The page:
Objectives Many contemporary pesticides used for spraying on agricultural crops have been shown to be hormonally active. This study investigated the effect of pesticide exposure, measured by means of environmental exposure indices, on pubertal growth of boys residing in the rural Western Cape.
Methods A cross-sectional study of 269 boys including 176 boys residing on farms and 93 not residing on farms was conducted in the rural Western Cape. Tests included a questionnaire (items on demographics, birth weight, general and reproductive health, diet, residential history, pesticide exposures and mother's exposures during pregnancy) and height, weight and BMI of boys. A proximity, spraying intensity and a combined proximity-spraying index was calculated, respectively measuring the lifetime average distance of home from spraying, lifetime average frequency of spraying on farm and both.
Results The median age of the boys was 11 years (range: 7–19 years). More than 60% boys had height & weight measurements < 50th percentile for age (according to CDC growth charts). The median distance of home to nearest spraying area was 100 m (range: 17.5–974.5 m) and median number of spraying days per annum on farm was 90 (range: 50–180). The proximity index was also associated with shorter stature (β = 0.0032, p = 0.03) adjusting for household income and alcohol intake during pregnancy. Further analysis is underway exploring the relationships between exposure indices and outcomes.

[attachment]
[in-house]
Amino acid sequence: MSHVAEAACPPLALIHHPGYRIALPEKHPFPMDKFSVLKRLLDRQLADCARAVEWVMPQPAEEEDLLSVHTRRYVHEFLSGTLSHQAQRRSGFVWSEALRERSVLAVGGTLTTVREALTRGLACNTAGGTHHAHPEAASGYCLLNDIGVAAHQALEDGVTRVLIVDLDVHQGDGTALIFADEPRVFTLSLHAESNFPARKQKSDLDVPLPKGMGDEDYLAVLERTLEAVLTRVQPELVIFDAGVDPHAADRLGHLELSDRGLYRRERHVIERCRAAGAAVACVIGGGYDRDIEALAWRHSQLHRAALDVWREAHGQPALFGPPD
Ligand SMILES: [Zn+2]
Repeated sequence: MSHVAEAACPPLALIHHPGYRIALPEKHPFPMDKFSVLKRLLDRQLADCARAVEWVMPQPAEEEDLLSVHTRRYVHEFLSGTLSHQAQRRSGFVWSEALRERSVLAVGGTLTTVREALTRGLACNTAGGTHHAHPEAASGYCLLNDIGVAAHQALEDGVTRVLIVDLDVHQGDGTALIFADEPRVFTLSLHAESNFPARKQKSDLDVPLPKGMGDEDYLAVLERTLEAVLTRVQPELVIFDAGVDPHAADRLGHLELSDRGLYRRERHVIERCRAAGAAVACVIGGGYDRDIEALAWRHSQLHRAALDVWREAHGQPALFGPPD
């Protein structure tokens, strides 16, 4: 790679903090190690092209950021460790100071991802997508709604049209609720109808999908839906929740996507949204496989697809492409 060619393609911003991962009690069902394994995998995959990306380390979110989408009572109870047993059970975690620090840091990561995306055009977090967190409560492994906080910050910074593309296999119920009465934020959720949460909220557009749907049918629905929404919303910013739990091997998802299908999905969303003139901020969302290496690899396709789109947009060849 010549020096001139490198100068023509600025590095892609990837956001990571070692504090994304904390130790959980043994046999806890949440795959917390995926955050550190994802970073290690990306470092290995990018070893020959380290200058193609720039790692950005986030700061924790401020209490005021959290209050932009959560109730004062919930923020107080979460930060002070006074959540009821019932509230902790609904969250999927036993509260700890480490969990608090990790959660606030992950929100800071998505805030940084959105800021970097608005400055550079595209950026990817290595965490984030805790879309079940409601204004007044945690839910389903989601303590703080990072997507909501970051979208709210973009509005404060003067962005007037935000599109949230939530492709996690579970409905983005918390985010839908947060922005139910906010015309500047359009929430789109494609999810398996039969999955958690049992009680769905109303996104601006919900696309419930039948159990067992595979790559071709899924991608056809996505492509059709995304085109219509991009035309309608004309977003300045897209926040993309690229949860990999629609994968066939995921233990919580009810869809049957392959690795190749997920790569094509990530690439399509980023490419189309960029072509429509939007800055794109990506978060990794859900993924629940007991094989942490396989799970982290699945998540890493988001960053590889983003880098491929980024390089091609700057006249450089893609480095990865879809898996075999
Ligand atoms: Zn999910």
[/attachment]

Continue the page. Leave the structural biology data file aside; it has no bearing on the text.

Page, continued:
Conclusions Preliminary results indicate that lifetime environmental exposure to pesticides have adverse effects on the height of boys.
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